Article: article from journal or magazin.
Pyruvate modifies glycolytic and oxidative metabolism of rat embryonic spinal cord astrocyte cell lines and prevents their spontaneous transformation.
Journal of Neurochemistry
This study aimed to provide detailed data on mitochondrial respiration of normal astrocyte cell lines derived from rat embryonic spinal cord. Astrocytes in early passages (EP), cultured without pyruvate for more than 35 passages, defined here as late passages (LP), undergo spontaneous transformation. To study initial steps in cell transformation, EP data were compared with those of LP cells. LP cells had reduced glycolysis, fewer mitochondria and extremely low oxidative rates, resulting from a dysfunction of complexes I and II + III of the respiratory chain. Treatment of EP cells with pyruvate until they were, by definition, LP cultures prevented transformation of these cells. Pyruvate-treated EP cells had more mitochondria than normal cells but slightly lower respiratory rates. The increase of mitochondrial content thus appears to act as a compensatory effect to maintain oxidative phosphorylation in these LP 'non-transformed' cells, in which mitochondrial function is reduced. However, pyruvate treatment of transformed LP cells during additional passages did not significantly restore their oxidative metabolism. These data highlight changes accompanying spontaneous astrocyte transformation and suggest potential targets for the control of astrocyte proliferation and reaction to various insults to the central nervous system.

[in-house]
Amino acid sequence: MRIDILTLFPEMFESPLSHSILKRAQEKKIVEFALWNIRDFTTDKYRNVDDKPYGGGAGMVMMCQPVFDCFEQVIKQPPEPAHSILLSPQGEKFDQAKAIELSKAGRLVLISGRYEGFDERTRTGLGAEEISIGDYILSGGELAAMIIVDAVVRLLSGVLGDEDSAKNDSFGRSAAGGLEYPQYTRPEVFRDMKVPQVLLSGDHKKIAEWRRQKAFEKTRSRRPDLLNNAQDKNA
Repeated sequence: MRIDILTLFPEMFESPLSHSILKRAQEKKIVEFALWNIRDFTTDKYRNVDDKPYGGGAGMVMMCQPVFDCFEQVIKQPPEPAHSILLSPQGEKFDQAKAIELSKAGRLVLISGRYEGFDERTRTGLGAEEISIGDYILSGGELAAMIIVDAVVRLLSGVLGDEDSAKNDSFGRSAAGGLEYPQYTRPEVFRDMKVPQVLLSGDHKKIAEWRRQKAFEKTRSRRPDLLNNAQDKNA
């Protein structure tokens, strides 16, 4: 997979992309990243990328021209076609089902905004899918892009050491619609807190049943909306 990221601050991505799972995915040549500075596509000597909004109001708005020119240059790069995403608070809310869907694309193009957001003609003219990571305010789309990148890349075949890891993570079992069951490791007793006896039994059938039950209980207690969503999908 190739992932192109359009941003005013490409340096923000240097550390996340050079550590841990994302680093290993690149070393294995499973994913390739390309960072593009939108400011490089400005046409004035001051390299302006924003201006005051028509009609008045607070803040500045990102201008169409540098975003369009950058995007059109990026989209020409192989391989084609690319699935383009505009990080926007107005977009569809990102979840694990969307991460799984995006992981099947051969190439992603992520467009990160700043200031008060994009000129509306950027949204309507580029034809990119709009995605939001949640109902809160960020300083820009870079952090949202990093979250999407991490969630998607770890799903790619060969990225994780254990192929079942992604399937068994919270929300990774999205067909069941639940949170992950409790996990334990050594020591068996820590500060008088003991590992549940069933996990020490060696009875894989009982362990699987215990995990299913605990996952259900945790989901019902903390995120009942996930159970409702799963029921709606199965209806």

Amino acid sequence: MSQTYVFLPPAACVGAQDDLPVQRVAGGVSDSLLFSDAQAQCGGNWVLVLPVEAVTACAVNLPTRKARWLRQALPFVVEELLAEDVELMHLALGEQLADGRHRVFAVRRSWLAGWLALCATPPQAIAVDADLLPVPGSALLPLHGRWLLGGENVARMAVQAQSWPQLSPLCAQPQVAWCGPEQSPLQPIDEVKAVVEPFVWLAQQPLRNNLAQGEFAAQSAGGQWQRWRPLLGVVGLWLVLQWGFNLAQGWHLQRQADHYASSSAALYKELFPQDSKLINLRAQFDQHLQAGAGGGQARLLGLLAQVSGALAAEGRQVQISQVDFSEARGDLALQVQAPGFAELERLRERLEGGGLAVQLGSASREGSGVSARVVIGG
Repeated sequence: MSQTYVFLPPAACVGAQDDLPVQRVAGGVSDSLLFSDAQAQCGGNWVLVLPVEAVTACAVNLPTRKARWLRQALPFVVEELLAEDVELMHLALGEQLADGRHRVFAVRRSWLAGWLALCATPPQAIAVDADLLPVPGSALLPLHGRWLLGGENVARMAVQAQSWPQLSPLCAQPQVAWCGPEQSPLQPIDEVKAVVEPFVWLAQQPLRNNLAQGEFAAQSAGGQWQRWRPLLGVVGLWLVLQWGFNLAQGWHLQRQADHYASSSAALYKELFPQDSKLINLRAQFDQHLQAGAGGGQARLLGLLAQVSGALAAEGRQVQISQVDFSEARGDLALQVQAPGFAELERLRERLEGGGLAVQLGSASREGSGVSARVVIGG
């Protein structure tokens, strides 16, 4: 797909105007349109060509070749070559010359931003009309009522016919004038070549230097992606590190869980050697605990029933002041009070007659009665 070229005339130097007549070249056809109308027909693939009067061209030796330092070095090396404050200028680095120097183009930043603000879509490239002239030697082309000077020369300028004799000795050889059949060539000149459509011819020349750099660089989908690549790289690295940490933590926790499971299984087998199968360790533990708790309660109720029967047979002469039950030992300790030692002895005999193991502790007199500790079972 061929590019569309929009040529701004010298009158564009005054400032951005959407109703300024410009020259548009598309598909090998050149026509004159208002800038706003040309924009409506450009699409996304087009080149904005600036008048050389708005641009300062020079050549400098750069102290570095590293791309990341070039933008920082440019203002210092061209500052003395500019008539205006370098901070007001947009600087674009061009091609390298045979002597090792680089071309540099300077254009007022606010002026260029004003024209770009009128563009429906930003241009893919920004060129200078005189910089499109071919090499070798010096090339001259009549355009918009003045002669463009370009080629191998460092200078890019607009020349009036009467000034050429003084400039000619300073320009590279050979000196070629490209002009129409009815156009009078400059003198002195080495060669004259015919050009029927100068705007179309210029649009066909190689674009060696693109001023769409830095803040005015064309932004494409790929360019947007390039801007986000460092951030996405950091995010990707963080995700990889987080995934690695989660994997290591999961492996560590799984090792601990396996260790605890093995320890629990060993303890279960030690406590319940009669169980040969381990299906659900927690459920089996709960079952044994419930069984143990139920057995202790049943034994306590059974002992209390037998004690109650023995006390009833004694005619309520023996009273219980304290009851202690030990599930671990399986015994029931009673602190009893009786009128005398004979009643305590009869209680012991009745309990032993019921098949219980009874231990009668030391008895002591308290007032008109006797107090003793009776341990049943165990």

Aging/drug effects, Aging/physiology, Animals, Astrocytes/drug effects, Astrocytes/ultrastructure, Cells, Cultured, Electron Transport Chain Complex Proteins/metabolism, Embryo, Mammalian, Glycolysis/drug effects, Mitochondria/drug effects, Oxygen Consumption/drug effects, Pyruvic Acid/metabolism, Pyruvic Acid/pharmacology, Rats, Spinal Cord/cytology
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